Kings beat Predators 6-1
NASHVILLE -- Say this much for the Kings: they're never an ``average'' team these days.
Monday's impressive win at Detroit was followed by a dreadful loss Thursday to St. Louis. Saturday? The Nashville Predators served as the proverbial bug to the Kings' windshield, as the Kings scored four first-period goals and won 6-1 at Bridgestone Arena.
had two goals, while Justin Williams
, Trevor Lewis
, Drew Doughty
and Alexei Ponikarovsky
each had one goal. Six different Kings had two-point games, and 10 of the Kings' 12 forwards recorded at least one point.
made 29 saves in his first start since Nov. 24 and the Kings tied their season highs for goals scored and margin of victory. The Kings did exactly what they didn't do two nights earlier in St. Louis, jumping on a team that played the previous night and essentially putting the game out of reach before it was half finished.
``We were disappointed with our last game, in St. Louis,'' Smyth said, ``and we wanted to come out with a little conviction tonight. I thought we did that right from the outset. Obviously, (getting a goal) 15 seconds into the game, that gives the team a boost.''
The Kings' hard-to-figure road trip rolls on after what was, at least on paper, one of their least likely wins of the season, given all that seemed to be in the Predators' favor.
Nashville entered with an 8-0-2 record in its last 10 games, including five consecutive home wins. Nashville had allowed a total of five goals in its last five games and starting goalie Anders Lindback had allowed a total of nine goals in his previous seven games.
The Predators, coming off a victory over New Jersey the previous night, still had the national anthem ringing in their ears Saturday night when the Kings took the lead, and they never lost it.
Williams scored 15 seconds into the game, the Kings had a 3-0 lead before the first period was half finished and Lindback had a seat on the bench, replaced by rookie Mark Dekanich after allowing three goals on the first nine shots he faced.
``We got some balanced scoring here tonight,'' Kings coach Terry Murray said. ``We needed to get something going. We needed to bounce back from a game that we were not happy with, and everybody started the right way and did the right things throughout.
``What I liked was that through the game, even in the third period, we stayed on page and executed and work on your game. There was a consistency throughout the 60 minutes that was good for us.''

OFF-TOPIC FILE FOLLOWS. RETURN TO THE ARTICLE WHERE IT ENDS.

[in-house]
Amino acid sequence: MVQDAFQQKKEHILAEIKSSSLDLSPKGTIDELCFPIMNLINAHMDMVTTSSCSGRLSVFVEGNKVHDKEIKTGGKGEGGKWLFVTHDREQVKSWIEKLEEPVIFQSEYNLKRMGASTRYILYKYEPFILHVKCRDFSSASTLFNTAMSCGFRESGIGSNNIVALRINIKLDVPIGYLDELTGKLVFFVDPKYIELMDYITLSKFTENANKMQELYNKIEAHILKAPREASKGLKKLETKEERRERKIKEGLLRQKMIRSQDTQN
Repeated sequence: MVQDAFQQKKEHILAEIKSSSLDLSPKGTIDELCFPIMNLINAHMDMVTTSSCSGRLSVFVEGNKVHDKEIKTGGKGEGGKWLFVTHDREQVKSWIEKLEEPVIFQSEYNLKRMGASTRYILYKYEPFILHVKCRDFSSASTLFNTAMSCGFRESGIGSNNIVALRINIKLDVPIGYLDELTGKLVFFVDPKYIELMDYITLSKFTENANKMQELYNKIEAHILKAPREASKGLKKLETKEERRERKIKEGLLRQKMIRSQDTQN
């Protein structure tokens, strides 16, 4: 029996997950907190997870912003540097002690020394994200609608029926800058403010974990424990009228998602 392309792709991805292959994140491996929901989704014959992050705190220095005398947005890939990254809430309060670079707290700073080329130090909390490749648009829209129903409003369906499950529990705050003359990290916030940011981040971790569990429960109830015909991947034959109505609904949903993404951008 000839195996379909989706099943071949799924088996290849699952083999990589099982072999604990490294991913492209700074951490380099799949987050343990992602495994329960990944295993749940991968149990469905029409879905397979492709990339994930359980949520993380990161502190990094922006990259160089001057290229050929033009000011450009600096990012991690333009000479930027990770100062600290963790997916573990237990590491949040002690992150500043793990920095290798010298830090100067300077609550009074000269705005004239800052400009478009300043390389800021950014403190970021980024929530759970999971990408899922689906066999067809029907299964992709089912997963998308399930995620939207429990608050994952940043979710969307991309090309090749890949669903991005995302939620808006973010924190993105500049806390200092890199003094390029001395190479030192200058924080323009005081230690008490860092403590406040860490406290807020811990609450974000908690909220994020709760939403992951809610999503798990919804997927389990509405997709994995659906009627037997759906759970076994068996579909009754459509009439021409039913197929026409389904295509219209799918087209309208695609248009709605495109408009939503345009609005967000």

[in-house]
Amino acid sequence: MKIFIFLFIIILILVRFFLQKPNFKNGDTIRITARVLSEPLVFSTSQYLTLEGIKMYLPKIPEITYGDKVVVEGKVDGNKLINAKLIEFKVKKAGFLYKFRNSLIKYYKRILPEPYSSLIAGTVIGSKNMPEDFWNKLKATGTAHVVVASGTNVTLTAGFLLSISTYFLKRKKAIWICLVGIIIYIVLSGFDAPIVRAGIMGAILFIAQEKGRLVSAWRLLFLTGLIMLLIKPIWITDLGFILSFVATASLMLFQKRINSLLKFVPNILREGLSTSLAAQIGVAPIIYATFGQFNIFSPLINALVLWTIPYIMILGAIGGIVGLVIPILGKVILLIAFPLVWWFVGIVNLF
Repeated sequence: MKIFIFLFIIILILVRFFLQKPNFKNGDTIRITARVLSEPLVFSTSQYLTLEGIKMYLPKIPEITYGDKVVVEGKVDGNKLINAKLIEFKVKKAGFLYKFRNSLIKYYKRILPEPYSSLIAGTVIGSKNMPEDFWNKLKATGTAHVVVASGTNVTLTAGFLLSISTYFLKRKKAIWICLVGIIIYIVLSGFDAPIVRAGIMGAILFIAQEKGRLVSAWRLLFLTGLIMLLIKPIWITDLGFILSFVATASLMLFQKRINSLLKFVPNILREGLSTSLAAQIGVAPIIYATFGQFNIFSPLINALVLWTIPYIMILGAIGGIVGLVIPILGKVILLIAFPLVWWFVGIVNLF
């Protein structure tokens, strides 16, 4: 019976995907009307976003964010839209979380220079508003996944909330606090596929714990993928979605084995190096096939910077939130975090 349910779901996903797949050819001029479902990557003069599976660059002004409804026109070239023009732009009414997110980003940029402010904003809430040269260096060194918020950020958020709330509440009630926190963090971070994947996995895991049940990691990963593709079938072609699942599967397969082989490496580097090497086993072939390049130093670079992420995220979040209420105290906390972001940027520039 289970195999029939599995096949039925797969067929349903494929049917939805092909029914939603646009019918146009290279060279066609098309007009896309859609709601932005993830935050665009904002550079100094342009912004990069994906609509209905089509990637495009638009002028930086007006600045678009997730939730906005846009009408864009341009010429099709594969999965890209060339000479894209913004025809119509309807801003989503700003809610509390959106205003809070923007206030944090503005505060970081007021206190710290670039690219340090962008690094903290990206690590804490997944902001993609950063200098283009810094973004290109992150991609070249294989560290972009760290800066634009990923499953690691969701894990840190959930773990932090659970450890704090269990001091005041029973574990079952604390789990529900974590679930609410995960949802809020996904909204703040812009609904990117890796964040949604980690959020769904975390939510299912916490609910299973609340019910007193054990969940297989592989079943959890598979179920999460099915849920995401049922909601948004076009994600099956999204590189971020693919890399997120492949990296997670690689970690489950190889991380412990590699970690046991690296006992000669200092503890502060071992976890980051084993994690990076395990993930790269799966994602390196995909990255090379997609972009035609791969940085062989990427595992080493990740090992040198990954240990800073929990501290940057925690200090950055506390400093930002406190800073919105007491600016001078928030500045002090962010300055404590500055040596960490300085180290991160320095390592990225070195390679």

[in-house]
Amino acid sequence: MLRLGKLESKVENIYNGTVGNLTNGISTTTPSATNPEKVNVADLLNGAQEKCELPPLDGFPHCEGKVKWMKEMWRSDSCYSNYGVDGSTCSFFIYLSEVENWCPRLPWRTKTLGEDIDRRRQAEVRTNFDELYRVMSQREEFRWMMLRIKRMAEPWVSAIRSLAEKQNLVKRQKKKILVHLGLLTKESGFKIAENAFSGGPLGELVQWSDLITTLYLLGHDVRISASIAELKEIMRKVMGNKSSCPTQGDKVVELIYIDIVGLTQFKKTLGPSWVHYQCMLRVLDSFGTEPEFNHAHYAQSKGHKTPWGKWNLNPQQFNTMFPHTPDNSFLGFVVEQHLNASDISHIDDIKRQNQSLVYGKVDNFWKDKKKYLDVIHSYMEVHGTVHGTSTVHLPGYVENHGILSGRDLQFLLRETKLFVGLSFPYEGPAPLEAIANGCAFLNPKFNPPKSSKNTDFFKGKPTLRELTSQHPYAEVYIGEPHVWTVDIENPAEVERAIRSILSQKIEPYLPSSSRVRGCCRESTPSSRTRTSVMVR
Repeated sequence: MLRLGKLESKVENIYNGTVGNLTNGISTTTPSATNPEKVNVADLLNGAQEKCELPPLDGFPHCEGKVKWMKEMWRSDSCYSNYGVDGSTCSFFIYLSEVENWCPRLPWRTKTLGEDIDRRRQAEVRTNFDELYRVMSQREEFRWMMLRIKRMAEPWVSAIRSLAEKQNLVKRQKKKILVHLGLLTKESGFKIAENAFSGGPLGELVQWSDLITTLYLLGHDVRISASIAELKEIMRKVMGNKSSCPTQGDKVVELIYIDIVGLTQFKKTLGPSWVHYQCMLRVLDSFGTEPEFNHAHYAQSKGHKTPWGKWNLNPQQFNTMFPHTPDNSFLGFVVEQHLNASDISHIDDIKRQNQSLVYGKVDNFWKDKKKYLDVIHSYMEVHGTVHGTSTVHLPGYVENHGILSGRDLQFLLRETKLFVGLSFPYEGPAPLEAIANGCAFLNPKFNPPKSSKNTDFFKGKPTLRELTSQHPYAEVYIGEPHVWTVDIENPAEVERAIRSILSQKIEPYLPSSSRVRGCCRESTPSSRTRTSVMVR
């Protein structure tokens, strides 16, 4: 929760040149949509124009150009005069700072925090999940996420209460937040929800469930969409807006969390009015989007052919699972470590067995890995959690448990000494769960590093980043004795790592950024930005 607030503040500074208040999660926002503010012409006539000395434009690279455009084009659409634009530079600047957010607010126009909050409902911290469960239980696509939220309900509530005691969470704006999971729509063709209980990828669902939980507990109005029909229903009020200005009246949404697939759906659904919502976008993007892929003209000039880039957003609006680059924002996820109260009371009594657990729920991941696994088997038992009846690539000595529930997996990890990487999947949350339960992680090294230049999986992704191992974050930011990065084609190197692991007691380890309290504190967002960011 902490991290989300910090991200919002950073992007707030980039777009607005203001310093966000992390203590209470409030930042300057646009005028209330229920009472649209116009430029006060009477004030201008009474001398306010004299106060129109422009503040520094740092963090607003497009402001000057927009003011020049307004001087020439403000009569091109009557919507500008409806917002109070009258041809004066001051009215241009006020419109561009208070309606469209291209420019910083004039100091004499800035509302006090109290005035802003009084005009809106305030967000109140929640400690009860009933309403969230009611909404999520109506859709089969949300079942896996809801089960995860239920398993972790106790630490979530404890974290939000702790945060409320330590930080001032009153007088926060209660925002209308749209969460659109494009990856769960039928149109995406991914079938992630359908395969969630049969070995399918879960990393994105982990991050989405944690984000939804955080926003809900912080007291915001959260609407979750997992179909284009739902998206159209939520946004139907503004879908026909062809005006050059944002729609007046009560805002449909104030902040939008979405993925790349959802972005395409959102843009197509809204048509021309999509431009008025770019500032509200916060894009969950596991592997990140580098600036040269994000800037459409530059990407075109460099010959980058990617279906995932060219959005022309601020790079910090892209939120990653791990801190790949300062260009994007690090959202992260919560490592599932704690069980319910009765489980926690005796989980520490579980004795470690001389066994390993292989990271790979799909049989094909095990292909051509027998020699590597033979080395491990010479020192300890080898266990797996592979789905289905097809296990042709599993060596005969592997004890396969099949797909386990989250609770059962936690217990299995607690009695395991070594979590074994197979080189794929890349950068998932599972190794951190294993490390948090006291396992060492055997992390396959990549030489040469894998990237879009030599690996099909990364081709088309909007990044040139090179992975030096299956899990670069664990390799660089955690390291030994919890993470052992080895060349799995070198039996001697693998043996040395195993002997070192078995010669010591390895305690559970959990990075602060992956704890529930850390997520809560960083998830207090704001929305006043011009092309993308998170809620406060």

The Kings led 4-1 after the first period -- their first four-goal period of the season -- and led 5-1 less than four minutes into the second period. Because the NHL mandated it, the teams played the final 36 minutes, but little doubt remained as to the game's outcome.
Nashville was the KIngs' third opponent in the last six days, and the three games could hardly have been much different. The only common theme was goal scoring, as the Kings have totaled 15 goals in their last three games, including four power-play goals.
``In the game at St. Louis, we battled back into it, then we just sort of didn't push back when they did,'' Smyth said. ``Meaning all of the forwards. We didn't execute what we were capable of doing. Where we're effective as a group of forwards is behind their net and at their net, and I thought every line was doing that tonight.''
In Detroit, the Kings scored five times and got a brilliant 51-save effort from Jonathan Quick
. In St. Louis, they slumbered in all areas of a 6-4 loss and, after the game, an irritated Murray called out his veteran players for their efforts against the Blues.
Saturday's game, to be fair, was against a Nashville team that had played in New Jersey the previous night, but Nashville had been 3-1-1 in the second of back-to-back games.
``It was huge,'' Doughty said. ``We all knew that they played last night and that they had to fly back from New Jersey, so it was definitely in our game plan to jump all over them from the start, from that first shift. We got that early goal and that just kept us rolling. We didn't sit back after that. We just continued to keep staying on them, and that's why the score was the way it was.''
One of the players publicly flogged by Murray after the St. Louis game was Ponikarovsky, who lost his spot as the third-line left winger to Clifford and began Saturday's game on the fourth line with Lewis and enforcer Kevin Westgarth
Ponikarovsky responded with his strongest all-around game of the season, and his hard work led directly to the goal he scored and the one on which he assisted.
``Well basically, I know what needs to be done,'' Ponikarovsky said. ``I just have to put my mind in it. It's the coaches' decision, and they have to do whatever they can to improve the team. So that's basically the call from the coaching staff, and you have to do stuff on a consistent basis. You just have to react to it and play hard and continue to do that.''
Asked about Ponikarovsky's improved play, Murray noted that linemates don't have to determine how well a player performs on the ice. A fourth-line player can impress, and did.
``I kind of liked that line tonight. I might just keep it together for a little while longer and see if they can build on it,'' Murray said. ``He played well. On the first goal that (the line) scored, he had the puck on his stick for as long as he's had it for quite a while.